the newsletter of tbd consultants - edition 2, 2nd qtr 2006 - Healthcare Special

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In this Edition

Healthcare Facilities
SB1953-Painful Medicine
Hospital Costs

Construction Management Specialists
111 Pine Street, Suite 1315
San Francisco, CA 94111
(415) 981-9430


Healthcare Facilities

Healthcare has been going through some dramatic transitions in the past couple of decades or more. What are these changes and how are they affecting the design and functioning of healthcare facilties? Click the link below to read the article.



Electronic storage and messaging is taking the world by storm, but how is it affecting the medical community. We look at how hospitals are introducing this technology, and how it is affecting the medical staff and the construction costs.

SB 1953-Painful Medicine

SB 1953 was put in place to ensure that hospital facilities would still be functional after a major earthquake, but a side effect has been to send a seismic tremor though the healthcare construction market. We look at what SB 1953 is, and how it is affecting the construction budgets for healthcare projects.

Hospital Costs

Recently hospital construction costs have been increasing dramatically. It has been estimated that bid prices for hospital projects have increased by about 66% in the past two years, over twice as much as general construction projects (which have themselves been increasing far faster than in previous years). What are the driving forces behind these increases?

  • It has frequently been observed that the fewer the number of bidders, the higher the bids will be, and studies have substantiated that observation. It is not the number of bidders that is directly driving up the costs, but the number of bidders and the high bids are both indicative of the fact that the contractors that do this kind of work are already busy. The buildup of work required for SB 1953 has the contractors that can handle acute-care hospital projects with full schedules already, and consequently slow to bid for additional work. Studies show that, on average, under normal market conditions, bids can be expected to be up to about 15% higher than normal when only two bids are received.
  • The Bay Area is not alone in experiencing a shortage of skilled workmen, and consequently there is not the migration of workers that is usual in the construction industry. Contractors therefore have to pay more to attract quality workers, and it is high quality workers that are demanded for hospital projects, and the cost naturally gets passed on. For general construction work it has been shown that when contractors' workbooks are full, bids can be up to around 30% above the "norm", and while some of that may reflect additional profit, some of it is simply the additional cost of doing business in this kind of market.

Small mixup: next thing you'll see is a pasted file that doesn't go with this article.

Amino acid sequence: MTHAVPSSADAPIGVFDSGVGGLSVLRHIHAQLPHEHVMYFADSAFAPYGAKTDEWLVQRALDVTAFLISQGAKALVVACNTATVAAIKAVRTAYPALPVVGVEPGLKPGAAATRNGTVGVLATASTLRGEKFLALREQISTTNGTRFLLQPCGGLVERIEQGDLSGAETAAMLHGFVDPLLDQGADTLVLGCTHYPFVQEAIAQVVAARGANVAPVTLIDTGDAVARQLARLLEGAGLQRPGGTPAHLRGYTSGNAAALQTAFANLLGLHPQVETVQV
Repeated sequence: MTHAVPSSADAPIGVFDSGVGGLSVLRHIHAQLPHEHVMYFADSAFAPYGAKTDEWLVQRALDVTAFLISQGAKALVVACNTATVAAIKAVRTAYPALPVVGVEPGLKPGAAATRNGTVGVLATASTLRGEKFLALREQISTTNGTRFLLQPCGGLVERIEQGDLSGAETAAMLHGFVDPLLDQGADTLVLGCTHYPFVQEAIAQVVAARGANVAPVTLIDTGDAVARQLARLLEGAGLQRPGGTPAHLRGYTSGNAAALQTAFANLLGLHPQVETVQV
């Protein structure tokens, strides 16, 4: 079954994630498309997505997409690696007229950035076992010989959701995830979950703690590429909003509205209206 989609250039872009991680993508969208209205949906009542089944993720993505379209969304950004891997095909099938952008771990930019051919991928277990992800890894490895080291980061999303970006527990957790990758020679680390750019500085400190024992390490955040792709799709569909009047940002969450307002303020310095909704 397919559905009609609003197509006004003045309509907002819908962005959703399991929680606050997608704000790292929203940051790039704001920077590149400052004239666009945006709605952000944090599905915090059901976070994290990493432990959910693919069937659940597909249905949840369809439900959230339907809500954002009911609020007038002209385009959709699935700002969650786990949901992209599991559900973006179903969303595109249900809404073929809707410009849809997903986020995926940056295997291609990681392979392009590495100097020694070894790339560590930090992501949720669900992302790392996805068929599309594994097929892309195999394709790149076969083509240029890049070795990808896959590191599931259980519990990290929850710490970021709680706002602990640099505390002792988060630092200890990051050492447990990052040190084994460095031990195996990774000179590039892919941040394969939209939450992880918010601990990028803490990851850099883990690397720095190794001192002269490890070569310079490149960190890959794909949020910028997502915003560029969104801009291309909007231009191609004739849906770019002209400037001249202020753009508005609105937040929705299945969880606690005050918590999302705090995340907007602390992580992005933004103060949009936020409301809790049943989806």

• With enough work already at hand, contractors can be choosey about which projects they bid for. Straightforward work, such as new general construction will generate more competition, while less attractive work, such as renovation work carried out in an occupied building, will mean that contractors will either not bid it at all, or will do so at a price that they are sure will cover all risks. Much of the SB 1953 work falls into this latter category, but even the overhead associated with OSHPOD supervision makes new hospital work less attractive than many other similar sized projects.

The construction market generally is very busy at present, but it is notoriously cyclical, so we can be sure that a downturn is somewhere up ahead, although it is hard to say when that might be. But the hospital work has its own independent driving force (SB 1953) that is going to keep this market busy even if and when the general construction market falters. Right now though, hospital work is laboring under its own forces and the general construction market conditions, and hospital bid prices are naturally reflecting the combined pressure.

The pie chart above (click the chart for a larger image) shows the approximate proportions of the Hard Costs (the construction contract price) and Soft Costs (design fees, supervision costs, fees and charges, and other project costs). Obviously, the actual percentages will vary project to project, but the chart above is given as a guide.

Design consultant: Katie Levine of Vallance, Inc.